Construction Materials-Airtight Electrical Boxes

Working as a residential electrician back in the late 1990’s, I remember learning of a new electrical box that we were asked to use on all exterior walls and in the ceilings of unconditioned attic spaces.  At the time, they were called “vapor tight” boxes.  These boxes were designed to reduce air movement through wall or ceiling cavities by sealing the electrical box to the wall or ceiling air barrier and also to seal the electrical wires where they enter the box.  Air will contain at least some water vapor, by air sealing the electrical box, we were also reducing the amount of water vapor that could potentially enter a wall or ceiling.   The name “vapor tight” was at least partially correct.

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Construction Design-Service Cavity

This post was first published at www.greenbuildingadvisor.com.

There are many methods used to make a home airtight, it all comes down to one simple rule, continuity.  Continuity is easily attained when there’s nothing that penetrates the air barrier.  No electrical boxes, plumbing drains and vents or ducts that need to extend from inside a building’s envelope to the outside.  Of course, there are times when different things need to extend from inside to outside, like the need for an outside water faucet.  But there are also many occasions when different systems end up outside that don’t need to be outside.  For example, forced air heating and cooling ducts that leave the conditioned space of the home simply because there was no space to keep them hidden inside the home.  Planning a service cavity can help keep most mechanicals inside the building envelope. Continue reading “Construction Design-Service Cavity”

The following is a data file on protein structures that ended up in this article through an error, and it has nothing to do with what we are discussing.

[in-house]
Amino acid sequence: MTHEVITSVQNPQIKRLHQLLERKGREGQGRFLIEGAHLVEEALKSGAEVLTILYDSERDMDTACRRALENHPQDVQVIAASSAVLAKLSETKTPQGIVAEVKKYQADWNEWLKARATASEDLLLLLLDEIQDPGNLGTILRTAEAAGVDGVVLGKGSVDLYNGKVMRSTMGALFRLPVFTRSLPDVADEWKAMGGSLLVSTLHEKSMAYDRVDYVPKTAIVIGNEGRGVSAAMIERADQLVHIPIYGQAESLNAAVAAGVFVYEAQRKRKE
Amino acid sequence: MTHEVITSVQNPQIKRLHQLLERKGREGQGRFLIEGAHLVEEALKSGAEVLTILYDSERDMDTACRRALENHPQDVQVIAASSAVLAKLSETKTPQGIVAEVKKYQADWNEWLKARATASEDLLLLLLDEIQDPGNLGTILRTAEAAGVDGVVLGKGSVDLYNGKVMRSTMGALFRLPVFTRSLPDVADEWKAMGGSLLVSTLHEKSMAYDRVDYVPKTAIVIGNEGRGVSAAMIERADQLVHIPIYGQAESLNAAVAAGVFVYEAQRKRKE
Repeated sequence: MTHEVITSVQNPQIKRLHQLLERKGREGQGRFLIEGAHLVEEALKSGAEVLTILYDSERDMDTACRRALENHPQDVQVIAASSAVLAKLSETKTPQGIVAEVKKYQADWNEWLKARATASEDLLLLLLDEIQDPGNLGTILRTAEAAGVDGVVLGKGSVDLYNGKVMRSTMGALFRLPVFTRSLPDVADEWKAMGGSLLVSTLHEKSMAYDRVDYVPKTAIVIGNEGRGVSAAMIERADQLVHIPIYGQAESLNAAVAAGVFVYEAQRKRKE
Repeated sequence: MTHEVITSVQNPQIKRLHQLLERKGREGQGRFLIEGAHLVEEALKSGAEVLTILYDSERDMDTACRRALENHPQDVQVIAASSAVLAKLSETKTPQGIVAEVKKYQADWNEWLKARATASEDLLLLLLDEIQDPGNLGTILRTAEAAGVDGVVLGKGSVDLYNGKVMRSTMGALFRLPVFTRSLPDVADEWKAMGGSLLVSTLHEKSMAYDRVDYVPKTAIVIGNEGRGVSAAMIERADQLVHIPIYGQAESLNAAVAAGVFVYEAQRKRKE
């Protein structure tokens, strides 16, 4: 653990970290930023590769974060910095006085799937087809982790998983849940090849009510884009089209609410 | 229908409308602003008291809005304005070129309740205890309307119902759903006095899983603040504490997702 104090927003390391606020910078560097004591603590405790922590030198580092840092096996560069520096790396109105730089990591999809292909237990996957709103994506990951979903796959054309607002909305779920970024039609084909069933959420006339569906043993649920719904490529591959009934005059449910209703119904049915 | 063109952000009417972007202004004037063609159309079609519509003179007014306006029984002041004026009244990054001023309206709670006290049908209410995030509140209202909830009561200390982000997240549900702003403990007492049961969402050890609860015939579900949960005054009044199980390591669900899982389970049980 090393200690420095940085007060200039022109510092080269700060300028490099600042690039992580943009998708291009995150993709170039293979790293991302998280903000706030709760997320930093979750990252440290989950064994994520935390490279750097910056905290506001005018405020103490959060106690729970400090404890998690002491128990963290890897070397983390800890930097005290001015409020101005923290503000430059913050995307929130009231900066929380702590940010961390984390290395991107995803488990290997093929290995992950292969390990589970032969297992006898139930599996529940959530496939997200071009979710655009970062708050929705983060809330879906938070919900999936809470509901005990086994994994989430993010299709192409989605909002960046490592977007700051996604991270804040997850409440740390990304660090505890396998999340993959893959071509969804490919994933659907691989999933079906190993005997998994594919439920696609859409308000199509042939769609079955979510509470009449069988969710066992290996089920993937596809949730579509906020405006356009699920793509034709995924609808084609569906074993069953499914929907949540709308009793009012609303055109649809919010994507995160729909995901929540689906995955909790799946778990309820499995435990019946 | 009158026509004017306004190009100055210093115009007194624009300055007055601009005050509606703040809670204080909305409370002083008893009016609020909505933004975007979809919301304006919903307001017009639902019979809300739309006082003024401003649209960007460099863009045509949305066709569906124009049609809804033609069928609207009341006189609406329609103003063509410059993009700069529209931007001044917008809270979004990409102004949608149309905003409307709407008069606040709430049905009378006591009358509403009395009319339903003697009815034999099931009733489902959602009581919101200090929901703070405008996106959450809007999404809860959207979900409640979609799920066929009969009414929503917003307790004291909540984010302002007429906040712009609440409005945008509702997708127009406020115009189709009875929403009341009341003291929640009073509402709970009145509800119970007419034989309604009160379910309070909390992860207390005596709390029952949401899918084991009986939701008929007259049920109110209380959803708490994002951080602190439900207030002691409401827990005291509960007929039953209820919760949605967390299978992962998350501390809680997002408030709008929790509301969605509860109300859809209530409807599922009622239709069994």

Construction Design-Randy’s Dream Design

Guess what?  I just won the lottery!  (Not really, but for the purpose of this blog, let’s pretend.)  I’m looking to build myself a new home.  I have choices.  I could build a McMansion with plenty of space I don’t need and will never use.  I could concentrate only on the interior finishes and how the house looks.  If you’ve ever read my blog, you already know what direction I’ll take.  The house won’t be big, a couple thousand square feet is plenty for me, maybe a rambler with a second story over part of it built on a slab, no basement or crawlspace.  Being a BS* guy, I would make an invest in the stuff that is hidden, those pesky control layers I often talk about.  It would be based on the Pretty Good House concept. Continue reading “Construction Design-Randy’s Dream Design”